Josh Dawsey

President Trump signs order to protect US networks from foreign espionage, a move that appears to target China

Amid a deepening trade war with China, President Donald Trump declared a “national emergency” to protect US communications networks in a move that gives the federal government broad powers to bar American companies from doing business with certain foreign suppliers — including the Chinese firm Huawei. President Trump declared the emergency in the form of an executive order that says foreign adversaries are exploiting vulnerabilities in US telecommunications technology and services. It points to economic and industrial espionage as areas of particular concern.

President Trump to make prime-time address, visit US-Mexico border amid shutdown stalemate

President Donald Trump is ramping up his efforts to make a public case for his border wall as the partial government shutdown is now in its third week, planning a prime-time address Jan 8 and a visit to the border Jan 10. Some Democrats responded to the news of Trump’s address with concern that he would mislead the American people about the situation at the border.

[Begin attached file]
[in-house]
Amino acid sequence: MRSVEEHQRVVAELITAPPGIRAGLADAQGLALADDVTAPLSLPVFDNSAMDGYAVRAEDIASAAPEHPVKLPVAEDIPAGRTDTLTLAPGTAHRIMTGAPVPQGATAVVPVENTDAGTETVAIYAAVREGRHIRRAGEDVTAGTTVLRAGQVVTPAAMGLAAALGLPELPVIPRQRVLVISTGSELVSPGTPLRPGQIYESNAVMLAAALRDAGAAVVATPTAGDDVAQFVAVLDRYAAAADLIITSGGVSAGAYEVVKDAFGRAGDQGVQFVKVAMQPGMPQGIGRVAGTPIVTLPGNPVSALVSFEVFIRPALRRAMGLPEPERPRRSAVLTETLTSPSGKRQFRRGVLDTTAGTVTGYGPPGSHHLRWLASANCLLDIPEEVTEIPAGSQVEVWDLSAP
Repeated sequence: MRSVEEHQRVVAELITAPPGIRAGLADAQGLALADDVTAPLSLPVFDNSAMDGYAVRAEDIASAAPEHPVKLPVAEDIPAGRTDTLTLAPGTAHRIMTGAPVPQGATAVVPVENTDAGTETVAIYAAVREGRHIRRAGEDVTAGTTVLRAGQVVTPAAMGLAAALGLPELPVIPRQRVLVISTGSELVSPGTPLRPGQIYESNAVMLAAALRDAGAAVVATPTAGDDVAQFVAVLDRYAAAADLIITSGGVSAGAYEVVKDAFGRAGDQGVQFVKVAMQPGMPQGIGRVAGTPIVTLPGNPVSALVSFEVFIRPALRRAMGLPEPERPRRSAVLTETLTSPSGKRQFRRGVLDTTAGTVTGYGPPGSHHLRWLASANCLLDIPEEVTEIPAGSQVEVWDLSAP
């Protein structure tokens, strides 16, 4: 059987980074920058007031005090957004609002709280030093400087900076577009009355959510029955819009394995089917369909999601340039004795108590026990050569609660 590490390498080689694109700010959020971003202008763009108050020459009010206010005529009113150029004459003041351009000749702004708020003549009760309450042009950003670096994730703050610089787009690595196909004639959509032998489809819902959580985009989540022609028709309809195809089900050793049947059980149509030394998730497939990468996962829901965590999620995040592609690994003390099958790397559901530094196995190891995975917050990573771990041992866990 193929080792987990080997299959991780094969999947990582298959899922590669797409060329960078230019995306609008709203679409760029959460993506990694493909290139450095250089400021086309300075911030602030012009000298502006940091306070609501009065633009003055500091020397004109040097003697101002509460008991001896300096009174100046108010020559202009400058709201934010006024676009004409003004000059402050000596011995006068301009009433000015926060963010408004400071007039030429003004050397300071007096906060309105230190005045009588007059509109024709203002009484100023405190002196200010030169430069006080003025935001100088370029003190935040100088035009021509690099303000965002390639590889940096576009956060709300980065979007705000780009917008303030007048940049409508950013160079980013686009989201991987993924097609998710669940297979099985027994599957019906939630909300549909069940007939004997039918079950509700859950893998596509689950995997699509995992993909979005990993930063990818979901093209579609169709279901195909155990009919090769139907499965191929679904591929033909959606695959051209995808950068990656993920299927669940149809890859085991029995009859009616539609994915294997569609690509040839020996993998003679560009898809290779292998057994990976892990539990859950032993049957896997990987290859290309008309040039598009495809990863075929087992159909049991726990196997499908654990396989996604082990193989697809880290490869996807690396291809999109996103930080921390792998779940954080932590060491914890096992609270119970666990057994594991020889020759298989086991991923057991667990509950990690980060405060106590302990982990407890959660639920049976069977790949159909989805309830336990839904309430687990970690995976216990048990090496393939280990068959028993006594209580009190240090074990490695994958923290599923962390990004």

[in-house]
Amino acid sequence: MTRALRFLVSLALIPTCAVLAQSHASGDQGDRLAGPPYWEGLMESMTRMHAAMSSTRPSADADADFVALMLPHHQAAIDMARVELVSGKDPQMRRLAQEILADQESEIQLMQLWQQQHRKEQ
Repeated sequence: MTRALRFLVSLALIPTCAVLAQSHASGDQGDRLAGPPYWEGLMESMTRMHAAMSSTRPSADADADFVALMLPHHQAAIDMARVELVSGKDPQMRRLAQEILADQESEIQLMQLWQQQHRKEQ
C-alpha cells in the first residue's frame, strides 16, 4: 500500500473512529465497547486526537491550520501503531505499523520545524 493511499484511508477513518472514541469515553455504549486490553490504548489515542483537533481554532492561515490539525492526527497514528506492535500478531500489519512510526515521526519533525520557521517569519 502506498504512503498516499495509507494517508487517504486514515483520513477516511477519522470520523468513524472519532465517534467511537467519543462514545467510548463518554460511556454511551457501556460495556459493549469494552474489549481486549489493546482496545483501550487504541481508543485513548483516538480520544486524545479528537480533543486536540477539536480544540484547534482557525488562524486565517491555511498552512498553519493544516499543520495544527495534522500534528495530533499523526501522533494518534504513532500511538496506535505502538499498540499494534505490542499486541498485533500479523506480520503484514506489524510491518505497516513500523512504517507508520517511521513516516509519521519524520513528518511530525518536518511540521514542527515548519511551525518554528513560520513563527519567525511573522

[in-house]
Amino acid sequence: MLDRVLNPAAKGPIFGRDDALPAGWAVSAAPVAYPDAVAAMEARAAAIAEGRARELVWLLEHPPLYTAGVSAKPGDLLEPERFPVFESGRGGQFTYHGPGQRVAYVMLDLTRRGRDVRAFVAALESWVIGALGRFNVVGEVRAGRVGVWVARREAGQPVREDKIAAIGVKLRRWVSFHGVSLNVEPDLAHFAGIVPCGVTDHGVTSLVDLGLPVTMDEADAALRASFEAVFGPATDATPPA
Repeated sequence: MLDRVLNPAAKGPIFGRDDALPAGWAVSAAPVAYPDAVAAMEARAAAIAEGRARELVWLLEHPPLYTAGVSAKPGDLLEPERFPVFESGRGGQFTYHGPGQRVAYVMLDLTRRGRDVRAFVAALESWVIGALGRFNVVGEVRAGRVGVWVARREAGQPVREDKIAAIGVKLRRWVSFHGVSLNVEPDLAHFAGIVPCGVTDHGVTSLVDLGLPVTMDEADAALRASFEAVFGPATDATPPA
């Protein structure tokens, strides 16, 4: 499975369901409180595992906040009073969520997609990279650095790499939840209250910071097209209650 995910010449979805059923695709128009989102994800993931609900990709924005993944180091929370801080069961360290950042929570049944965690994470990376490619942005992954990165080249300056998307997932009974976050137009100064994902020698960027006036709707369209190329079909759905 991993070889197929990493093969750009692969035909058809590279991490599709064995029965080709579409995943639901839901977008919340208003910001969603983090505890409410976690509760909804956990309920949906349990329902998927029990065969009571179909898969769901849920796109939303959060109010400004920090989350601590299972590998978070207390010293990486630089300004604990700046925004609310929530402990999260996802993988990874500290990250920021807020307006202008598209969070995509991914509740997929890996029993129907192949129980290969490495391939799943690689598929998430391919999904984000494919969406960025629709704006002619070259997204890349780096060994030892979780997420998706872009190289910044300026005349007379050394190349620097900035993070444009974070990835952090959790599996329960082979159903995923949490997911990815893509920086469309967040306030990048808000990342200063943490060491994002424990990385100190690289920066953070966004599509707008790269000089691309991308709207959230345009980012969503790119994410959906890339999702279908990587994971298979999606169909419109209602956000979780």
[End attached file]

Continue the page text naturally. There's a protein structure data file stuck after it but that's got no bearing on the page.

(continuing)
Ivanka Trump used a personal email account to send hundreds of emails about government business

In 2017, Ivanka Trump sent hundreds of emails to White House aides, Cabinet officials and her assistants using a personal account, many of them in violation of federal records rules. White House ethics officials learned of Trump’s repeated use of personal email when reviewing emails gathered by five Cabinet agencies to respond to a public records lawsuit.

White House distances itself from reports that President Trump could target Facebook, Google and Twitter with a new executive order

The White House sought to dis­tance it­self from re­ports that President Donald Trump is con­sid­er­ing an ex­ec­u­tive ord­er that would sub­ject tech giants like Facebook, Goo­gle and Twitter to federal in­ves­ti­gat­ions into al­leged po­lit­i­cal bias. For weeks, top tech com­panies have been on edge, fear­ing that the Trump ad­min­is­tra­tion could seek to regu­late the in­dus­try in re­sponse to the president’s tweets at­tack­ing so­cial media sites for si­len­cing con­ser­va­tives online.